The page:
I rang as soon as I’d finished talking to my friend. It went brilliantly. I spoke to the person on the helpline for a long time. I told her how the job was affecting me and how I was feeling and she went through how they could help me. My first session was just me ranting to get it off my chest. She was incredibly friendly, understanding and helpful and she referred me onto someone for counselling sessions. I then had six one-hour sessions over the phone. My counsellor helped me to find my work/life balance by learning to compartmentalize everything and leave the stress at work. With her help I managed to separate myself from my job. That had been my biggest problem as it was all rolled into one. I wasn’t just struggling as a teacher - I felt as if I was failing as a person. I make myself find the time to relax, though it’s a work in progress.

My counsellor also gave me a lot of advice on how to solve different issues such as seeking out support in house and accessing more direct help with my teaching. This has paid off massively. I’ve had a lot of support from my school. They’ve been brilliant and very understanding. I really felt fine by the sixth session by which time we went over the progress I’d made, did some recapping over where I was and what I needed to do to move forward. My counsellor told me she really felt comfortable I could run with this now but that I could always ring back any time I needed.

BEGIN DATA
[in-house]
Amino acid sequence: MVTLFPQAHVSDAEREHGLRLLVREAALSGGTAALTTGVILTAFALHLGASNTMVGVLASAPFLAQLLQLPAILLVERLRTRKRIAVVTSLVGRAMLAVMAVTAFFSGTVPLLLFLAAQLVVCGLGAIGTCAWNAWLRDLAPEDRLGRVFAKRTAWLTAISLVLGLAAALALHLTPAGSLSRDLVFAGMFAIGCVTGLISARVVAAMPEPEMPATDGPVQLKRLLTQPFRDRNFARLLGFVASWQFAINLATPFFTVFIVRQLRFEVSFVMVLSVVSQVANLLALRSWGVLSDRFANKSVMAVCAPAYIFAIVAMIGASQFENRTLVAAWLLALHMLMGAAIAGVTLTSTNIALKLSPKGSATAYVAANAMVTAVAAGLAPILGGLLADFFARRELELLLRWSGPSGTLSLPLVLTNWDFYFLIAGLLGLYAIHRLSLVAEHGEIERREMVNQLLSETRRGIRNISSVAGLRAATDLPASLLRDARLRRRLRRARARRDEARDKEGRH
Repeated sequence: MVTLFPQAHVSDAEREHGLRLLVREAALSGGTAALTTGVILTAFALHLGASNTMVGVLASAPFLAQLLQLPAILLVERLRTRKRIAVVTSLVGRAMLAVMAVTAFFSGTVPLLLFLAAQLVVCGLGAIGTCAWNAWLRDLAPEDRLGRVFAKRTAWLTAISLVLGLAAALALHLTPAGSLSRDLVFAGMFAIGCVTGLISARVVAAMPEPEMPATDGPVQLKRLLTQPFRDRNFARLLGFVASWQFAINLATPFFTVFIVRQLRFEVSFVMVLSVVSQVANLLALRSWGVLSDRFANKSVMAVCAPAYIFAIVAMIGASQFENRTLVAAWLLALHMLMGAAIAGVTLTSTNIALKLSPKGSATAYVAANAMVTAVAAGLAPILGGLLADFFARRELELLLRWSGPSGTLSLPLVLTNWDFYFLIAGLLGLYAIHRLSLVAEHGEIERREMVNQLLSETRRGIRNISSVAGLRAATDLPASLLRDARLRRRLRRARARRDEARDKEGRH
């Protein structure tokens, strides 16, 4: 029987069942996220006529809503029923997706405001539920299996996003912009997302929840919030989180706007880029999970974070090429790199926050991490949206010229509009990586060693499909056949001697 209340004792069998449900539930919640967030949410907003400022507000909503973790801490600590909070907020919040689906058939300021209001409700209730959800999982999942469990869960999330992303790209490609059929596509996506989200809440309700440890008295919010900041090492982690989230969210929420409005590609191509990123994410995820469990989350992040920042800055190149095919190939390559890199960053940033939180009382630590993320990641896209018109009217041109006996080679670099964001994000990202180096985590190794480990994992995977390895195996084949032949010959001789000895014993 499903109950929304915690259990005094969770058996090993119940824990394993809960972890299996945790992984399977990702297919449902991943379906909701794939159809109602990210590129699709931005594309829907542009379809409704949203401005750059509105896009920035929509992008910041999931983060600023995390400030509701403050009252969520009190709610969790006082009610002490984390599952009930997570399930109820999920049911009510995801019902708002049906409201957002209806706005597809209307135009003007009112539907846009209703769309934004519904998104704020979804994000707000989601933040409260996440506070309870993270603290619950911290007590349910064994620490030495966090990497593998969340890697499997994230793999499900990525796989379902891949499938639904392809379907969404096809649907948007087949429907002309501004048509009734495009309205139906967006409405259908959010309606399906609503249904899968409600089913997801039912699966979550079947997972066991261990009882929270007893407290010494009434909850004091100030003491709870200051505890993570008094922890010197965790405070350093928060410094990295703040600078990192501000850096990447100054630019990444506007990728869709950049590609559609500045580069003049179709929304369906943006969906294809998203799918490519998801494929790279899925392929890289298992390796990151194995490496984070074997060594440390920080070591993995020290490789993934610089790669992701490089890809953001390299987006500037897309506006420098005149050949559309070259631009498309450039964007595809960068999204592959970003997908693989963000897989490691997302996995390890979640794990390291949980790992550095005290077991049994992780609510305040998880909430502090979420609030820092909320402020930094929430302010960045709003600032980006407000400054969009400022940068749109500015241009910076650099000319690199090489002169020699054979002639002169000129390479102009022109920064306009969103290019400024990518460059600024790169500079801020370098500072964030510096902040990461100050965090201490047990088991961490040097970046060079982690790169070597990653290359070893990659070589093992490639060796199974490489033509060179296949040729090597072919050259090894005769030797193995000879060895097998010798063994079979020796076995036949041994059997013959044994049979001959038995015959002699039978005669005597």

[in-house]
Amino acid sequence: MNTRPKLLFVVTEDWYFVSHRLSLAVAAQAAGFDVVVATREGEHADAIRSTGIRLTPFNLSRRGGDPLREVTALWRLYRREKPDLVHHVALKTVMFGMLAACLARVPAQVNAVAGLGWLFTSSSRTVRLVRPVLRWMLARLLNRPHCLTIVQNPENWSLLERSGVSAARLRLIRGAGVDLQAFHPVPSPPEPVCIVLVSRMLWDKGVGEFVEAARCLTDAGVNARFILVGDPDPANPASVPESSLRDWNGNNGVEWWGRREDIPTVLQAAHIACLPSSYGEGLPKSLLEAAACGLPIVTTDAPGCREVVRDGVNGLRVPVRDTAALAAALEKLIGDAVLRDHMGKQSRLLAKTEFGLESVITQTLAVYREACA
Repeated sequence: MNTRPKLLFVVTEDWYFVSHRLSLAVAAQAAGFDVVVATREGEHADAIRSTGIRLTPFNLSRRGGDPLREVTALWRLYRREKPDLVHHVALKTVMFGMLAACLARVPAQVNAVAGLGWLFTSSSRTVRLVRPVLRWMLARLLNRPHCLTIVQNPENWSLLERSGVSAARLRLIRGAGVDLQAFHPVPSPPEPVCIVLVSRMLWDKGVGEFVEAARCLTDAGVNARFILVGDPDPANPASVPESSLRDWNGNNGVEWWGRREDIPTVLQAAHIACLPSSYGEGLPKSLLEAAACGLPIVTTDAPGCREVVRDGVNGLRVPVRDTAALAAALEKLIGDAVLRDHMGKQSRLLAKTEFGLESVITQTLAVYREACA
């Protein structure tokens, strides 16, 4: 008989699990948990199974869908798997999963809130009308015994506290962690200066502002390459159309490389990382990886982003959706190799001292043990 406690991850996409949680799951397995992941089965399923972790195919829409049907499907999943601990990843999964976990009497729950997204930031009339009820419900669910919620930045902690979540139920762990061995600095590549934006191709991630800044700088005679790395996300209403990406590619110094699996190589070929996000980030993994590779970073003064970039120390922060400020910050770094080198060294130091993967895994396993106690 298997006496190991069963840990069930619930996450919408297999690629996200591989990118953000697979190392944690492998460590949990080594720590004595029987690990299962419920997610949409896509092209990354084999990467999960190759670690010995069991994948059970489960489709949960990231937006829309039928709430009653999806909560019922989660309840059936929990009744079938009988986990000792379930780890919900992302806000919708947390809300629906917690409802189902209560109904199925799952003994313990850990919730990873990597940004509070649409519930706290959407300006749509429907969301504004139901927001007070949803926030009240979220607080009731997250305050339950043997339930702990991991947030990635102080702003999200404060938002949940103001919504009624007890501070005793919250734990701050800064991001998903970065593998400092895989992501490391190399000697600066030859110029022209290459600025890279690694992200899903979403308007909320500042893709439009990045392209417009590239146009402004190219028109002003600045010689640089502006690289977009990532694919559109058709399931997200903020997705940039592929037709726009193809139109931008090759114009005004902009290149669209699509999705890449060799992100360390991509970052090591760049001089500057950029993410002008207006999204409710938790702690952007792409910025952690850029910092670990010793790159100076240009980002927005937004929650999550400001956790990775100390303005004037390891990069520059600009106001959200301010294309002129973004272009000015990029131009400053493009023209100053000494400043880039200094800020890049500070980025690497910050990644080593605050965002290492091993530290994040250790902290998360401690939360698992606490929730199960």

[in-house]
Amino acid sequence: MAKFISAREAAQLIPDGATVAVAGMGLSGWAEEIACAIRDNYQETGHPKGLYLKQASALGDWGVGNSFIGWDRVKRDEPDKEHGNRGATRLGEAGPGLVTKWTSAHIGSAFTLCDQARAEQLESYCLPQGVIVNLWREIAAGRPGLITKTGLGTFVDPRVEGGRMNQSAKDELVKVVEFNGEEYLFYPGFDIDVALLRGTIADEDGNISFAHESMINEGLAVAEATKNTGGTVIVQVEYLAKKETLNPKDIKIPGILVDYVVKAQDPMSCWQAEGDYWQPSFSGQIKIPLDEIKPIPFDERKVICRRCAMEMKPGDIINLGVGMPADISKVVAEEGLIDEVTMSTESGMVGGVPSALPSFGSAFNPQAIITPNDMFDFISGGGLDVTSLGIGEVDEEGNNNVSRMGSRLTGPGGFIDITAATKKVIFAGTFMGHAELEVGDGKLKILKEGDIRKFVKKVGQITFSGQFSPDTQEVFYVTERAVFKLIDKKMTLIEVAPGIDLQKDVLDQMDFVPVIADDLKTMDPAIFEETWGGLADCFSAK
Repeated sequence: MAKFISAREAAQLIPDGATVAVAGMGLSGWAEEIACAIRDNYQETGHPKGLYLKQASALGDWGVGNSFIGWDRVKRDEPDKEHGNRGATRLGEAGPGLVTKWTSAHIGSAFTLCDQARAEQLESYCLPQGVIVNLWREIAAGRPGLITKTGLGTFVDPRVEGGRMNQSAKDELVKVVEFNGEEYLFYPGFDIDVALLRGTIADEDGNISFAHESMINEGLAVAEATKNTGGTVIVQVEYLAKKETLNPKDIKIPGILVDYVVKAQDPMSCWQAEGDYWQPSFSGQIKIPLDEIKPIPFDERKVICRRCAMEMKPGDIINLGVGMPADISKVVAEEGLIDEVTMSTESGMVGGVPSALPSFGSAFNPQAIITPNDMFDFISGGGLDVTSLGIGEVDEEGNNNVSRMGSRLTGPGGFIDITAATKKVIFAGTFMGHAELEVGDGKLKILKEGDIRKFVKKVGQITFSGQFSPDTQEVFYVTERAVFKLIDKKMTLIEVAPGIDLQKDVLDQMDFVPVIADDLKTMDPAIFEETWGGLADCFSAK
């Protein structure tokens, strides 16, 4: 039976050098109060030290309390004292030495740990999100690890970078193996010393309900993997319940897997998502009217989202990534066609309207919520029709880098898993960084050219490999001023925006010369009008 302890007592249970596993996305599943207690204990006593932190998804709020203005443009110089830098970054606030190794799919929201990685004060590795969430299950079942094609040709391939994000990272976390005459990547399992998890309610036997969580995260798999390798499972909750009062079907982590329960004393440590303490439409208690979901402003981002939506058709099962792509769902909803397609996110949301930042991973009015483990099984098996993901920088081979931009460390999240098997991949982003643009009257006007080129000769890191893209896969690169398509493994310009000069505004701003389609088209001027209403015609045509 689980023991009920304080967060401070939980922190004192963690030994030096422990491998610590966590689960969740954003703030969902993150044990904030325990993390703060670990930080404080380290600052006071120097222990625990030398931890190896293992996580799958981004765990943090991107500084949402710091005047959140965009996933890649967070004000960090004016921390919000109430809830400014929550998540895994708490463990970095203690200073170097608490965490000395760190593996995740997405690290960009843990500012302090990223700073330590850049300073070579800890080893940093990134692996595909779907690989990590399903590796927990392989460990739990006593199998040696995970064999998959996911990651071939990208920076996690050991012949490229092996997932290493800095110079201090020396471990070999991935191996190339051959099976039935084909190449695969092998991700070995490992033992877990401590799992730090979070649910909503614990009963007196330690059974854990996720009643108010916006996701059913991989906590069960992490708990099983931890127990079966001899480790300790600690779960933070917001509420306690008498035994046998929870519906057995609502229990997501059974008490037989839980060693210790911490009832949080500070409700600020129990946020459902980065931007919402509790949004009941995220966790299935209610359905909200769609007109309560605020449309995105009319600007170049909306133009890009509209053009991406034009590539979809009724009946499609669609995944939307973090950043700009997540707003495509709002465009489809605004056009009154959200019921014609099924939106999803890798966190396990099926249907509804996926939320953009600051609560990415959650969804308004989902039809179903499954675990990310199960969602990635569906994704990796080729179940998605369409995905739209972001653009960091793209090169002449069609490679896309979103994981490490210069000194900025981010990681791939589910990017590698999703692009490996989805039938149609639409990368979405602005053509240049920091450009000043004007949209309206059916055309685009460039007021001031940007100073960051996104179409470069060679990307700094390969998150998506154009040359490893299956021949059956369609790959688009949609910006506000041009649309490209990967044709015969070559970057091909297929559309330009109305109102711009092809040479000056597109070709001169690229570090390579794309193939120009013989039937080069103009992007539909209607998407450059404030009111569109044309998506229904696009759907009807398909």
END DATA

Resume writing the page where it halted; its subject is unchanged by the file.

Bottling it up

Until I spoke to a counsellor on the helpline I’d been bottling it all up and feared if I dared tell them at my school that I’d been struggling they would sack me. But I learned you sometimes need to let people know you need support because if they don’t know, how can they help you? I feel very supported now and have just completed my NQT training so I’m now a fully qualified teacher.

It’s all completely turned around. Thanks to my counsellor on the Education Support Partnership helpline I really enjoy teaching again and I’m going to stay in it. My school has been brilliant and put mentoring and support for me into place. Before I reached out and asked for help I felt sheer paranoia over what could happen if I said I wasn’t coping. You hear these horror stories of people who struggle and then get bullied out their jobs because of it. When I asked for help I found our head and school leaders extremely supportive and as a result I now regard teaching as a long-term career option.

I would say to anyone who’s struggling as I was to get help. Don’t be frightened to seek support. People can’t help you if they don’t know you’re have difficulties. So tell someone. I would definitely recommend calling the Education Support Partnership helpline. It was a massive step in right direction for me.

How we can help

  • Help for individuals  
    Sometimes work (or just life) can be tough. A challenging student, an Ofsted inspection, personal financial worries; there are many stresses on those who work in education. That’s why we offer free, confidential help and support, no matter what your problem.
  • Help for organisations 
    Working in education is demanding so we’ve designed a set of services to help you check how your teams are coping, troubleshoot problems and boost everyone’s wellbeing.